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Digitization has, however, a downside as well. The Internet as a backbone for an organization’s connection to the outside world (customers, partners, media, financial institutions, consumers) is a powerful evolution in infrastructure, but is one fraught with enormous risk. These risks come from both outside the business and within.
In the lexicon of the technology world, these risks can be largely reduced to three ideas: security, compliance, and governance. Each of these three is of massive importance, and each requires the right mix of science and art to administer with success.
This trifecta of Digital (IT-based) Business constitutes what I call “The Big Push.” All organizations are pushed to build a framework in which this trifecta is not only manageable now, but in the future as well. This framework has to be absorptive and assimilative- new ideas have to be taken in and, especially in the case of Security and Compliance, have to be able to assimilate new attack vectors and new compliance regimes. Incidentally, neither Security nor Compliance are “predictable” and therefore a good framework takes the “unknown unknowns” and converts them—at least—to “known unknowns.”
“The Big Push” has put Digital Business at a crossroads; in my experience, 90% of organizations need some sort of assistance in navigating through this crossroads to a “safe” place.
1. Can Business Agility and IT Governance be simultaneously managed and prioritized?
2. Can Heightened Levels of Security threat be managed and accommodated?
3. Can ongoing and often sudden changes in the Compliance regime be managed?
These three questions, if answered in the affirmative, provide a powerful foundation for Digital Business insofar as they reduce the possibilities of blockage and even Digital Disaster.
“The Big Push” has been given to all of us. How ready are we?
There is currently a great need for software developers in technology companies around the globe. This means there is an increased competition for the best jobs on the market. Especially in places like Seattle and the Bay Area. If you land an interview with a tech company for a great position, preparing for an interview will give you the best edge over the other candidates. Follow these three insider tips direct from Akvelon professional recruiters for the best chance of success in your next interview.
Researching a company before an interview goes a long way in terms of showing that you’re interested in coming onboard. Plus, it helps you determine if the position and the company will be a good fit for you.
Start by diving into their website to get a good sense of what the company does, their mission, and values. Read their blog to get acquainted with their brand voice, and check out what they share on social media.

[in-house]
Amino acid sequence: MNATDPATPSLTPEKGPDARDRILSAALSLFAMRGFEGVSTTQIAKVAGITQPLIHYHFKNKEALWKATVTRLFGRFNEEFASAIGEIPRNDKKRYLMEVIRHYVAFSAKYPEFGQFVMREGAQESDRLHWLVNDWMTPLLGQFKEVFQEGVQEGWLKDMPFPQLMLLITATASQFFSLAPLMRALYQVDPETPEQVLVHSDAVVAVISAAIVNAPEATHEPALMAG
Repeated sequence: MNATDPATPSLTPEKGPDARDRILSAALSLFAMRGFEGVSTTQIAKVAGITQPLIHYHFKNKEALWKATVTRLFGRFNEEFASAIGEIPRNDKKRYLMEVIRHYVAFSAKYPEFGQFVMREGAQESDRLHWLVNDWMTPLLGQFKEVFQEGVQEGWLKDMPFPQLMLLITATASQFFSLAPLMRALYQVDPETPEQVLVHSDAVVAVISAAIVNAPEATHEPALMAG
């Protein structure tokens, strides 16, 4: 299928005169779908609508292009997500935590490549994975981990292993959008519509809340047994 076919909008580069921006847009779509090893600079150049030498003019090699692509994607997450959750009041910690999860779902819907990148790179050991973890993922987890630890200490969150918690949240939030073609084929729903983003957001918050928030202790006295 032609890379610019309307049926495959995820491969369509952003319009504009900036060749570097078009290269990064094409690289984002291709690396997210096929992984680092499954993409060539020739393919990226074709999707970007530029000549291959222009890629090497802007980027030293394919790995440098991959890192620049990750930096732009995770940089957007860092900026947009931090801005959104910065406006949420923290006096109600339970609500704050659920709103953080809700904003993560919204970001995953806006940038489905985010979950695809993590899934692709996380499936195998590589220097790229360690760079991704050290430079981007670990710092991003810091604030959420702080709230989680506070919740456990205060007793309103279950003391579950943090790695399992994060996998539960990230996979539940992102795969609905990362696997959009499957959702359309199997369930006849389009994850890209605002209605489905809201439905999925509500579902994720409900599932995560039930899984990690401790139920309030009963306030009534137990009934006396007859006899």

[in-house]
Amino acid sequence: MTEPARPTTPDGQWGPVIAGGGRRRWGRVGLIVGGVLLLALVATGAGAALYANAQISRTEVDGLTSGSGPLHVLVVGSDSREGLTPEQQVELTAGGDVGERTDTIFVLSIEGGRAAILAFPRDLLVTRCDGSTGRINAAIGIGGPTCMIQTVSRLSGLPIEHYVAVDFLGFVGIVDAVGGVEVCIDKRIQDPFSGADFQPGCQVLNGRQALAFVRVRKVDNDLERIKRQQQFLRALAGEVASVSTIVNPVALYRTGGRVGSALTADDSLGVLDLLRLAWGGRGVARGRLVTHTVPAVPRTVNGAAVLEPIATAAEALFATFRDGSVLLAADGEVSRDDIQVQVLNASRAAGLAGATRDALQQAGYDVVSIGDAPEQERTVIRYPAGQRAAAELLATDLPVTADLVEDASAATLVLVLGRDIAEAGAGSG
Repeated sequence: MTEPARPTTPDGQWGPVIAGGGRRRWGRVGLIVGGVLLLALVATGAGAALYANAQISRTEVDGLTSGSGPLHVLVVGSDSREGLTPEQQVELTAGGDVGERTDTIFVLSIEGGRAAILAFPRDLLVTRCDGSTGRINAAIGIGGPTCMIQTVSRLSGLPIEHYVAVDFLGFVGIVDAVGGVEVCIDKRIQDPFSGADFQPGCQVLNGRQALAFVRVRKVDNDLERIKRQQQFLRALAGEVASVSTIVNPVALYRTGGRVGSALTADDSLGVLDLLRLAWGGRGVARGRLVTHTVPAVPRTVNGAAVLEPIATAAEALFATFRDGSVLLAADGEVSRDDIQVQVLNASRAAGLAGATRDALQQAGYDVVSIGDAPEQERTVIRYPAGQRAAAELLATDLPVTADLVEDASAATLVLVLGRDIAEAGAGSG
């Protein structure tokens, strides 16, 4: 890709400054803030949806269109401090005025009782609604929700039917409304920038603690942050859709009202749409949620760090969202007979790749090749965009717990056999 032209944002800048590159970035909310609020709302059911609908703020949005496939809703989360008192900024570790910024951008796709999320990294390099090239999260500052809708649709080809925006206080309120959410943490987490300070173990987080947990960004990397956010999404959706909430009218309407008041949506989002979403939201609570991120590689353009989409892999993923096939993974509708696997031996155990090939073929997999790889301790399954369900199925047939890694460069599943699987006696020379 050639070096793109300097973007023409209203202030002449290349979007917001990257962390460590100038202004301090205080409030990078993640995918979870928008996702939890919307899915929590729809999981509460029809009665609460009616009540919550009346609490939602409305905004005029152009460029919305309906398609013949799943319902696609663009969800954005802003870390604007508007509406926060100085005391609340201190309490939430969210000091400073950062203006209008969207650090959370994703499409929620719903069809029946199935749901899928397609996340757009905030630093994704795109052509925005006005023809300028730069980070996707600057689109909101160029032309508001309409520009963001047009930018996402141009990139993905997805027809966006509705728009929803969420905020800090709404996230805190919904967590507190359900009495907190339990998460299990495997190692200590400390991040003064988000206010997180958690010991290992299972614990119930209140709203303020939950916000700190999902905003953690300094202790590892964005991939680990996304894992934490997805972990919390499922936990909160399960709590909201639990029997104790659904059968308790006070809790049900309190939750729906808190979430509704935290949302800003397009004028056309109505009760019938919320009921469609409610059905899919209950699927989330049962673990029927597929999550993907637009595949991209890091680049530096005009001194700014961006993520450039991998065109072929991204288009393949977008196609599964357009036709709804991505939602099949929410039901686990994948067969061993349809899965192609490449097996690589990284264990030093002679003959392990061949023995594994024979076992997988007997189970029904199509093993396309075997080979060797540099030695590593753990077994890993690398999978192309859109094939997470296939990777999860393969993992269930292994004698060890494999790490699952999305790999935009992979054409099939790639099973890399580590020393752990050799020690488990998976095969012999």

It’s a good idea to spend some time and focus on this step. Not only because this research helps you learn about a company interested in you, but also because some companies track IP addresses and can tell how long you spent reviewing their website.
Next, research third party websites like CNET and TechCrunch. These websites will give you the inside scoop to recent product releases, how the public reacted to those releases, who is investing in the company, and what technologies the company may be investing in.
Interviewing is a completely different skill than the skills that you may need for your job requirements. Research helps a lot in this regard, but a little practice never hurt anyone.
Here at Akvelon, our recruiters, or a software engineer in some cases, will take you through a mock interview process so you can practice your answers to typical interview questions, and some more specifically related to the open position.
If you don’t have the pleasure of working with one of our great recruiters, then find a friend and run through some commonly asked interview questions to help you go over some of your answers.
This practice can help ease your nerves and shape your responses so that you’re not caught off guard during the interview.
Your knowledge of the company and their products can help you shape ideas for further improvements and suggestions. If you show the initiative to brainstorm possible areas of growth, a good company is going to take note.
Once you share those ideas, if the topic should come up in an interview, the hiring manager will recognize your interest and passion for their efforts.
Late phase startups are particularly interested in these suggestions as they will be striving towards future growth in the industry.
If you want a top level job in the tech industry, preparation and critical thinking before an interview will set you apart from the crowd.
Check out our open positions in the tech industry here and let us help you grow your career!
We held our annual Akvelon Holiday Party on December 18th! Check out some of the photos from the event:
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